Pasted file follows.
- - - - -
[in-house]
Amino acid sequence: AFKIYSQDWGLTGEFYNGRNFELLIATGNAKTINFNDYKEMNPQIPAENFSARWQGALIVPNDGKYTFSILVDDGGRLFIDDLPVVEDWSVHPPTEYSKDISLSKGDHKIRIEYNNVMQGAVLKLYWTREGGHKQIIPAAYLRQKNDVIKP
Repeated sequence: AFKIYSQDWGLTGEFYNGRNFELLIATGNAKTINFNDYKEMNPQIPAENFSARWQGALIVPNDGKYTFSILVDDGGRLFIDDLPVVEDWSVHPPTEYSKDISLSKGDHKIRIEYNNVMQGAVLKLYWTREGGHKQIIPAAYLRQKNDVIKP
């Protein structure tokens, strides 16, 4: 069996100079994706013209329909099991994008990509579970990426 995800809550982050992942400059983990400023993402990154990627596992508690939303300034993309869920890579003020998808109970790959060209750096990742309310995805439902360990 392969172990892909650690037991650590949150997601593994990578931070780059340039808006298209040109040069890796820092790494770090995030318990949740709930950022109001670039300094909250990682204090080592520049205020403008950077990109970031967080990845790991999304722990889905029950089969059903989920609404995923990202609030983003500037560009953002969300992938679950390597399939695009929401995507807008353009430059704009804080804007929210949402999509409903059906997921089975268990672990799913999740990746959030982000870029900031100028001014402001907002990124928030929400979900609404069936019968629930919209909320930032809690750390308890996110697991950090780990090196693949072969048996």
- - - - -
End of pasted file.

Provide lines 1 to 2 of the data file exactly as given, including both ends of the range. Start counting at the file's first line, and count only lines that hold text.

[in-house]
Amino acid sequence: AFKIYSQDWGLTGEFYNGRNFELLIATGNAKTINFNDYKEMNPQIPAENFSARWQGALIVPNDGKYTFSILVDDGGRLFIDDLPVVEDWSVHPPTEYSKDISLSKGDHKIRIEYNNVMQGAVLKLYWTREGGHKQIIPAAYLRQKNDVIKP